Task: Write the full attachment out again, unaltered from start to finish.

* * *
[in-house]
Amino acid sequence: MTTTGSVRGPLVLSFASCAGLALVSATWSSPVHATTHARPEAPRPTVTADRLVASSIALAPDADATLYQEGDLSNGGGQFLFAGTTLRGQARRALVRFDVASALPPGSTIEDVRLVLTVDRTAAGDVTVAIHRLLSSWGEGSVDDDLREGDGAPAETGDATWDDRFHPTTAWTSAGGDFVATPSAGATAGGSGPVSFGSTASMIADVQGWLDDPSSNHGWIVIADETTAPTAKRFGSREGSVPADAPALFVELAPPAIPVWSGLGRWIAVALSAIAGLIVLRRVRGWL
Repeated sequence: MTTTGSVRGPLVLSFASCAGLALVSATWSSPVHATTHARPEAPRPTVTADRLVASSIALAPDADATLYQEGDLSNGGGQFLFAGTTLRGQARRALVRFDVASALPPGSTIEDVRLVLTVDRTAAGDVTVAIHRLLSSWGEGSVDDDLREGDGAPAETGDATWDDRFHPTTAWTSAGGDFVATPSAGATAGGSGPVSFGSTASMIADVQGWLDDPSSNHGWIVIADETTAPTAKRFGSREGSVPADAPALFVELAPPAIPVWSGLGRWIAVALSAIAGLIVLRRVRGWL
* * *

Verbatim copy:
[in-house]
Amino acid sequence: MTTTGSVRGPLVLSFASCAGLALVSATWSSPVHATTHARPEAPRPTVTADRLVASSIALAPDADATLYQEGDLSNGGGQFLFAGTTLRGQARRALVRFDVASALPPGSTIEDVRLVLTVDRTAAGDVTVAIHRLLSSWGEGSVDDDLREGDGAPAETGDATWDDRFHPTTAWTSAGGDFVATPSAGATAGGSGPVSFGSTASMIADVQGWLDDPSSNHGWIVIADETTAPTAKRFGSREGSVPADAPALFVELAPPAIPVWSGLGRWIAVALSAIAGLIVLRRVRGWL
Repeated sequence: MTTTGSVRGPLVLSFASCAGLALVSATWSSPVHATTHARPEAPRPTVTADRLVASSIALAPDADATLYQEGDLSNGGGQFLFAGTTLRGQARRALVRFDVASALPPGSTIEDVRLVLTVDRTAAGDVTVAIHRLLSSWGEGSVDDDLREGDGAPAETGDATWDDRFHPTTAWTSAGGDFVATPSAGATAGGSGPVSFGSTASMIADVQGWLDDPSSNHGWIVIADETTAPTAKRFGSREGSVPADAPALFVELAPPAIPVWSGLGRWIAVALSAIAGLIVLRRVRGWL